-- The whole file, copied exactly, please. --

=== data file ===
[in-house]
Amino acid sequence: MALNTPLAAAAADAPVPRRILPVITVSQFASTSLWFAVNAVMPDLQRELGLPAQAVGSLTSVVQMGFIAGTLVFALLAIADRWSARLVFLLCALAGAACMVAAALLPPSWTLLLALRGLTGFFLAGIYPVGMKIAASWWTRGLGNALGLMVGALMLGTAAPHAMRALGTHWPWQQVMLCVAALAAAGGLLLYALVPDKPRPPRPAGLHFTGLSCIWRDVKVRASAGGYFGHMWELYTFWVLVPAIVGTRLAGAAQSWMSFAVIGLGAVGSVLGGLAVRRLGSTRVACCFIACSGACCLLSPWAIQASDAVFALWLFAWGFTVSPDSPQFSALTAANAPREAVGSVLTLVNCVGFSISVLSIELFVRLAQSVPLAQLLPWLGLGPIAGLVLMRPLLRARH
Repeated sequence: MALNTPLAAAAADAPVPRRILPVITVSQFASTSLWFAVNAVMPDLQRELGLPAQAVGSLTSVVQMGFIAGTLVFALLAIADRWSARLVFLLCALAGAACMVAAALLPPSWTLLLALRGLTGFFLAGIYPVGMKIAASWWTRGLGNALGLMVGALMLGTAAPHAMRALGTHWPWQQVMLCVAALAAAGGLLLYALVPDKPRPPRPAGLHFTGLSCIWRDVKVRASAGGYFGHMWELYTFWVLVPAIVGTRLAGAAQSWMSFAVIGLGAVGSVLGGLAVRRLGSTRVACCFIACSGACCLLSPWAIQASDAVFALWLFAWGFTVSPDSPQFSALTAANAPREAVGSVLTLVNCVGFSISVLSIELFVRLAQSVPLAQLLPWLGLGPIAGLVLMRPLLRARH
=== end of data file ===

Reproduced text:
[in-house]
Amino acid sequence: MALNTPLAAAAADAPVPRRILPVITVSQFASTSLWFAVNAVMPDLQRELGLPAQAVGSLTSVVQMGFIAGTLVFALLAIADRWSARLVFLLCALAGAACMVAAALLPPSWTLLLALRGLTGFFLAGIYPVGMKIAASWWTRGLGNALGLMVGALMLGTAAPHAMRALGTHWPWQQVMLCVAALAAAGGLLLYALVPDKPRPPRPAGLHFTGLSCIWRDVKVRASAGGYFGHMWELYTFWVLVPAIVGTRLAGAAQSWMSFAVIGLGAVGSVLGGLAVRRLGSTRVACCFIACSGACCLLSPWAIQASDAVFALWLFAWGFTVSPDSPQFSALTAANAPREAVGSVLTLVNCVGFSISVLSIELFVRLAQSVPLAQLLPWLGLGPIAGLVLMRPLLRARH
Repeated sequence: MALNTPLAAAAADAPVPRRILPVITVSQFASTSLWFAVNAVMPDLQRELGLPAQAVGSLTSVVQMGFIAGTLVFALLAIADRWSARLVFLLCALAGAACMVAAALLPPSWTLLLALRGLTGFFLAGIYPVGMKIAASWWTRGLGNALGLMVGALMLGTAAPHAMRALGTHWPWQQVMLCVAALAAAGGLLLYALVPDKPRPPRPAGLHFTGLSCIWRDVKVRASAGGYFGHMWELYTFWVLVPAIVGTRLAGAAQSWMSFAVIGLGAVGSVLGGLAVRRLGSTRVACCFIACSGACCLLSPWAIQASDAVFALWLFAWGFTVSPDSPQFSALTAANAPREAVGSVLTLVNCVGFSISVLSIELFVRLAQSVPLAQLLPWLGLGPIAGLVLMRPLLRARH